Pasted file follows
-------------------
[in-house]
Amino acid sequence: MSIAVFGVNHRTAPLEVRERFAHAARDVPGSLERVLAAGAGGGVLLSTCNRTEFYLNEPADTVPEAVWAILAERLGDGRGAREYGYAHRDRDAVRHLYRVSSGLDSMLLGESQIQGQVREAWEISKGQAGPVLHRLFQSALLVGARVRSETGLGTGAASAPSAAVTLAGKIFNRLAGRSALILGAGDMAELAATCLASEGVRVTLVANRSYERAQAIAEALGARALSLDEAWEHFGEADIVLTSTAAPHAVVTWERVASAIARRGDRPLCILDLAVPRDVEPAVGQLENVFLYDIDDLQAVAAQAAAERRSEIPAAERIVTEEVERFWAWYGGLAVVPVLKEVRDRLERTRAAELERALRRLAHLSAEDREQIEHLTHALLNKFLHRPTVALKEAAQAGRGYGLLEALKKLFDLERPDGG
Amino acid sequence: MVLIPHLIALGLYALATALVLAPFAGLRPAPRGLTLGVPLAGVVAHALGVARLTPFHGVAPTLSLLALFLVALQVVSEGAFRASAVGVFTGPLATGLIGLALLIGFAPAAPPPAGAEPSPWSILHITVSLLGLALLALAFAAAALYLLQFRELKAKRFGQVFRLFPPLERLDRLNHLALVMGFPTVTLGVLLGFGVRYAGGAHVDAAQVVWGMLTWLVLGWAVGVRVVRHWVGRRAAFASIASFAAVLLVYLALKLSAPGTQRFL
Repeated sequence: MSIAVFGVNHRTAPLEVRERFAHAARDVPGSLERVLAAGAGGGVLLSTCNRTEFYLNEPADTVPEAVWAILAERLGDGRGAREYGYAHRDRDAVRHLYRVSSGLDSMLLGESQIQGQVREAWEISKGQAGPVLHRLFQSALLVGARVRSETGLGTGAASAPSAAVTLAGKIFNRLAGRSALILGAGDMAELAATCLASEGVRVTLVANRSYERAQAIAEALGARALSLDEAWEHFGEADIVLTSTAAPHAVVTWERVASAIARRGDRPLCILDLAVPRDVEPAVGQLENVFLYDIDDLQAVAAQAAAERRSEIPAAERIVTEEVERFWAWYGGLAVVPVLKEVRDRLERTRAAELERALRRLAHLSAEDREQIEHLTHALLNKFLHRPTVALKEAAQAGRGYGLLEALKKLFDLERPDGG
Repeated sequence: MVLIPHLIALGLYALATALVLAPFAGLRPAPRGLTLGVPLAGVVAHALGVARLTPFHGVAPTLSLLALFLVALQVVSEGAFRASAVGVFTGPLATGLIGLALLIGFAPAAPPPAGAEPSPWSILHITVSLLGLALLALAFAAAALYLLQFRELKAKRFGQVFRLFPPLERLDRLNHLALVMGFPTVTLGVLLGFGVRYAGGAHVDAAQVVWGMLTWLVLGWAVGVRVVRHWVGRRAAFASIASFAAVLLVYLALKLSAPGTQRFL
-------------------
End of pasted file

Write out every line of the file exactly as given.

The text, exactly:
[in-house]
Amino acid sequence: MSIAVFGVNHRTAPLEVRERFAHAARDVPGSLERVLAAGAGGGVLLSTCNRTEFYLNEPADTVPEAVWAILAERLGDGRGAREYGYAHRDRDAVRHLYRVSSGLDSMLLGESQIQGQVREAWEISKGQAGPVLHRLFQSALLVGARVRSETGLGTGAASAPSAAVTLAGKIFNRLAGRSALILGAGDMAELAATCLASEGVRVTLVANRSYERAQAIAEALGARALSLDEAWEHFGEADIVLTSTAAPHAVVTWERVASAIARRGDRPLCILDLAVPRDVEPAVGQLENVFLYDIDDLQAVAAQAAAERRSEIPAAERIVTEEVERFWAWYGGLAVVPVLKEVRDRLERTRAAELERALRRLAHLSAEDREQIEHLTHALLNKFLHRPTVALKEAAQAGRGYGLLEALKKLFDLERPDGG
Amino acid sequence: MVLIPHLIALGLYALATALVLAPFAGLRPAPRGLTLGVPLAGVVAHALGVARLTPFHGVAPTLSLLALFLVALQVVSEGAFRASAVGVFTGPLATGLIGLALLIGFAPAAPPPAGAEPSPWSILHITVSLLGLALLALAFAAAALYLLQFRELKAKRFGQVFRLFPPLERLDRLNHLALVMGFPTVTLGVLLGFGVRYAGGAHVDAAQVVWGMLTWLVLGWAVGVRVVRHWVGRRAAFASIASFAAVLLVYLALKLSAPGTQRFL
Repeated sequence: MSIAVFGVNHRTAPLEVRERFAHAARDVPGSLERVLAAGAGGGVLLSTCNRTEFYLNEPADTVPEAVWAILAERLGDGRGAREYGYAHRDRDAVRHLYRVSSGLDSMLLGESQIQGQVREAWEISKGQAGPVLHRLFQSALLVGARVRSETGLGTGAASAPSAAVTLAGKIFNRLAGRSALILGAGDMAELAATCLASEGVRVTLVANRSYERAQAIAEALGARALSLDEAWEHFGEADIVLTSTAAPHAVVTWERVASAIARRGDRPLCILDLAVPRDVEPAVGQLENVFLYDIDDLQAVAAQAAAERRSEIPAAERIVTEEVERFWAWYGGLAVVPVLKEVRDRLERTRAAELERALRRLAHLSAEDREQIEHLTHALLNKFLHRPTVALKEAAQAGRGYGLLEALKKLFDLERPDGG
Repeated sequence: MVLIPHLIALGLYALATALVLAPFAGLRPAPRGLTLGVPLAGVVAHALGVARLTPFHGVAPTLSLLALFLVALQVVSEGAFRASAVGVFTGPLATGLIGLALLIGFAPAAPPPAGAEPSPWSILHITVSLLGLALLALAFAAAALYLLQFRELKAKRFGQVFRLFPPLERLDRLNHLALVMGFPTVTLGVLLGFGVRYAGGAHVDAAQVVWGMLTWLVLGWAVGVRVVRHWVGRRAAFASIASFAAVLLVYLALKLSAPGTQRFL